Early to bed might make kids wiser
Location of study: U.K.
Study subjects: 11,000 seven-year-olds.
Results: Children who don’t go to bed at a regular time or who go to bed late don’t appear to do as well at school, says a new study. Children were monitored at age three, five and seven and those who had no bedtime routine, or who went to bed after 9 p.m., had lower scores for reading and math, and spatial awareness. The impact was shown to affect early childhood girls more so than boys.
Significance: Lack of sleep or disruption of the body’s natural circadian rhythms may impair learning. Study author Professor Amanda Sacker of University College London concluded: “Establishing a good bedtime routine early in childhood is probably best, but it's never too late.”
Acetaminophen overdose survivors show significantly poorer general health
Location of study: U.S.
Study subjects: 282 adult acute liver failure patients
Results: Patients who had liver transplants following non-drug induced acute liver failure were in better health than survivors of acetaminophen overdose, according to a new study published online in Liver Transplantation. Acetaminophen overdose is known to damage liver function.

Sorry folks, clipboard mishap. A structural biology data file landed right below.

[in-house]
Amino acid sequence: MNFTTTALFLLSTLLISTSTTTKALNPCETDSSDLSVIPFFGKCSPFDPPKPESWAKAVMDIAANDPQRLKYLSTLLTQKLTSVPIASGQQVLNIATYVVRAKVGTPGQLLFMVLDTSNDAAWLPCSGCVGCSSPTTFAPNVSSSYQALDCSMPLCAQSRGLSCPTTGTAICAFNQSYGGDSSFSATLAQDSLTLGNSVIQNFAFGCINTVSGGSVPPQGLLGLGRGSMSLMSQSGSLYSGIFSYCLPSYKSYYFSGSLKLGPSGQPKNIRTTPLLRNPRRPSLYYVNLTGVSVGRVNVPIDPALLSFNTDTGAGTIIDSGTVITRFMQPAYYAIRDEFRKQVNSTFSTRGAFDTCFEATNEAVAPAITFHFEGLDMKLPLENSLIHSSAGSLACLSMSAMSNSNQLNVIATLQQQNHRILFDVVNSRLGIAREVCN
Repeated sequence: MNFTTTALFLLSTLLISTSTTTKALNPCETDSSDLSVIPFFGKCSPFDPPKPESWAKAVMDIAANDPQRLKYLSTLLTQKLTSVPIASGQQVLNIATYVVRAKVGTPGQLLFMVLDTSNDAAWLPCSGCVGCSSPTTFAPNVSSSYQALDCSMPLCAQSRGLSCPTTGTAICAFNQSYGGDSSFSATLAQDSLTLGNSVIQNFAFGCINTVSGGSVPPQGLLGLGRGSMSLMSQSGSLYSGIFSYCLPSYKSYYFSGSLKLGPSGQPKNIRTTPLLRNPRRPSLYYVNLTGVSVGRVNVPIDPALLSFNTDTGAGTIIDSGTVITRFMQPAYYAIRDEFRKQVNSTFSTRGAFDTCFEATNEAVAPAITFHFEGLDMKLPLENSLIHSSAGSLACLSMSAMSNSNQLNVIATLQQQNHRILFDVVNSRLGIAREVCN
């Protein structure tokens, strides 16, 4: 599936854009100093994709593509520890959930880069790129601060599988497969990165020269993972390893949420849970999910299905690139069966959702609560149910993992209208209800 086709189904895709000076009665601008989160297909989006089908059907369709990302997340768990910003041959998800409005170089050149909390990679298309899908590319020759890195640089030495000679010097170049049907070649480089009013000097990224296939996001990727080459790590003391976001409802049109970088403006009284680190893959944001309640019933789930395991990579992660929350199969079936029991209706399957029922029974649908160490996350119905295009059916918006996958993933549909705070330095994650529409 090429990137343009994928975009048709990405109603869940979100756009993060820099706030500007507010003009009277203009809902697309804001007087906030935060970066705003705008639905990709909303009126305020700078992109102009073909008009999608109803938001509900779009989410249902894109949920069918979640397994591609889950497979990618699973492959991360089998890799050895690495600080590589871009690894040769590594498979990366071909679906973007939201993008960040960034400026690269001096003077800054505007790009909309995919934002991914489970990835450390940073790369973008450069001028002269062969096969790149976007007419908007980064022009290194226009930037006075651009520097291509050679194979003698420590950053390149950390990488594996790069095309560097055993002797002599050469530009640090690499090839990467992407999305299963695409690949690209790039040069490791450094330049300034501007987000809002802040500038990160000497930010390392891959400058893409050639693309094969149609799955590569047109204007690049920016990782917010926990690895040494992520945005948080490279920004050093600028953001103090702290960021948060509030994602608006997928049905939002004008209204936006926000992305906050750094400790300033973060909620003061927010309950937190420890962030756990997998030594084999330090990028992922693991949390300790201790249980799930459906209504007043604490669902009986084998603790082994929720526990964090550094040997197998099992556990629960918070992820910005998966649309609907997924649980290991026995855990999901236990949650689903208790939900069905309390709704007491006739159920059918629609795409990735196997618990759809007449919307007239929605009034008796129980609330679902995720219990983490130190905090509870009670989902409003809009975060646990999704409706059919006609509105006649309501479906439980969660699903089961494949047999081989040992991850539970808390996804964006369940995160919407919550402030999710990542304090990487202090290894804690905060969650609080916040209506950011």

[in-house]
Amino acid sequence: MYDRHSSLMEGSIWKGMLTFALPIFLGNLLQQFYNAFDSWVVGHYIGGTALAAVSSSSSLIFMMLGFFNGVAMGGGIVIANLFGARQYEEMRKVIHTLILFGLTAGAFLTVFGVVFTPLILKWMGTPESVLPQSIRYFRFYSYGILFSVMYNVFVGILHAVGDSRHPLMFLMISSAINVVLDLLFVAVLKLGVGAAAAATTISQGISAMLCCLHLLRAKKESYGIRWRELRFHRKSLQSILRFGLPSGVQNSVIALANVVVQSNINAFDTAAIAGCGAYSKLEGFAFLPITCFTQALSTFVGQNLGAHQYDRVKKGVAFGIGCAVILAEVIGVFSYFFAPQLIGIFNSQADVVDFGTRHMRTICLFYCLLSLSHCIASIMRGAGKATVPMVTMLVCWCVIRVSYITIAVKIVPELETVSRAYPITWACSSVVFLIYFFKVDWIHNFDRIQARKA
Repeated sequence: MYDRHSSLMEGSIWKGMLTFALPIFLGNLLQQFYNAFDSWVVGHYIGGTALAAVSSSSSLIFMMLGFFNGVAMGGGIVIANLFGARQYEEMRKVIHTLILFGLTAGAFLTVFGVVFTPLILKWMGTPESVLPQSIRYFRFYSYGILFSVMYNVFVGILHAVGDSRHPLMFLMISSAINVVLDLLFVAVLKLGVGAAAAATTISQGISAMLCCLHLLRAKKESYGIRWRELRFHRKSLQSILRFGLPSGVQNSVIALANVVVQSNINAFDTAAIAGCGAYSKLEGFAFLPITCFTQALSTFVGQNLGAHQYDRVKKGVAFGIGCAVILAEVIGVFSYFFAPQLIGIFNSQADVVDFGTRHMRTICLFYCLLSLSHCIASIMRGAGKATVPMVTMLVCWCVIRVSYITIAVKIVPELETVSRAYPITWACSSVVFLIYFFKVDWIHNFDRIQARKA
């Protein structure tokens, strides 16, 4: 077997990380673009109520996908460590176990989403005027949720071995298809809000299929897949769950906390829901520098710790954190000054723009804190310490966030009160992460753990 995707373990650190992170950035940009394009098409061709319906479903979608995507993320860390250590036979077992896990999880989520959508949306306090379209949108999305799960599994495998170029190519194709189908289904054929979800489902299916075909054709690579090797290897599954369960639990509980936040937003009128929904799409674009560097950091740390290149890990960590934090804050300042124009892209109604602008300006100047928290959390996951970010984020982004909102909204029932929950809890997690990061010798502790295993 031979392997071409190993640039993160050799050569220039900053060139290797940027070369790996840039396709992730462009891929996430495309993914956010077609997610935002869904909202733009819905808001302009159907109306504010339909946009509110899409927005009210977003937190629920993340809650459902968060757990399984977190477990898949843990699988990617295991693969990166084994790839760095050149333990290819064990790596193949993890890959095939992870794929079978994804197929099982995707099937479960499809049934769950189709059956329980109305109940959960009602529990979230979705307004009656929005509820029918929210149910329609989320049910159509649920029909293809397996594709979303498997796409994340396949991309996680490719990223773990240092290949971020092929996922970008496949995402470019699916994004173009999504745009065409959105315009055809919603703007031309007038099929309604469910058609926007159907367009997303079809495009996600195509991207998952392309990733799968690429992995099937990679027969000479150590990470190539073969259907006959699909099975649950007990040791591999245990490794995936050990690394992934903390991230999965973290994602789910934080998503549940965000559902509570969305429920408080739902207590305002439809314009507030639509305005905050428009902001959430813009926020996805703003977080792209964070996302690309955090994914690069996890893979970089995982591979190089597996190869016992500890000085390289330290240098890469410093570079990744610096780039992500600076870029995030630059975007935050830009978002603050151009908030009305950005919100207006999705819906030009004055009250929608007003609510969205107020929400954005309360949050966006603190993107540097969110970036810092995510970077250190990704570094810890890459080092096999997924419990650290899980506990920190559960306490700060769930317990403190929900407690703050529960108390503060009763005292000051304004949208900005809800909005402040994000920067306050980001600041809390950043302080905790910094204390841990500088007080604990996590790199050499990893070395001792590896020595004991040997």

Significance: According to the report, 3,000 patients develop acute liver failure in the U.S. annually. The study, which was condcted by the University of Michigan Medical Center in Ann Arbor, looked at quality of life for the 67 percent of people who survive the illness.
Stem-cell transplants reduce virus in two HIV-positive patients
Location of study: U.S.
Study subjects: two HIV-positive patients
Results: Dr. Timothy Henrich of Harvard Medical School and Brigham and Women’s Hospital in Boston report that no trace of the HIV virus was found in two lymphoma patients following stem cell transplants. The virus became undetectable by eight months post-transplant. The research was funded by amfAR, The Foundation for AIDS Research, and reported at the 7th annual International AIDS Society Conference on HIV Pathogenesis, Treatment and Prevention in Kuala Lumpur, Malaysia.
Significance: The news offers the possibility of a new therapy for HIV patients, but because of its costs and complexity, stem-cell transplantation is not yet a viable option for people with HIV on a broad scale.
Independent testing finds contamination in “green” supplements
Study subjects: Laboratory study
Results: Contamination of health supplements made from wheat grass, alfalfa, kelp, spirulina, leafy vegetables and other chlorophyll-containing ingredients is common, according to ConsumerLab.com. Lead, arsenic, bacteria, microbes and pesticides were among the contaminants that the site found. Cost had little effect: Some of the most expensive products were those that failed testing. One that passed was Swanson GreenFoods Green Max Powder; one that didn’t was Green Vibrance, which was found to have arsenic in it.
Significance: In America, $834 million worth of these supplements were purchased in 2011. Tod Cooperman, M.D., President of ConsumerLab.com, commented: "It's not uncommon for a greens product to list more than a dozen plant-based ingredients — if one is highly contaminated, it can spoil the entire product."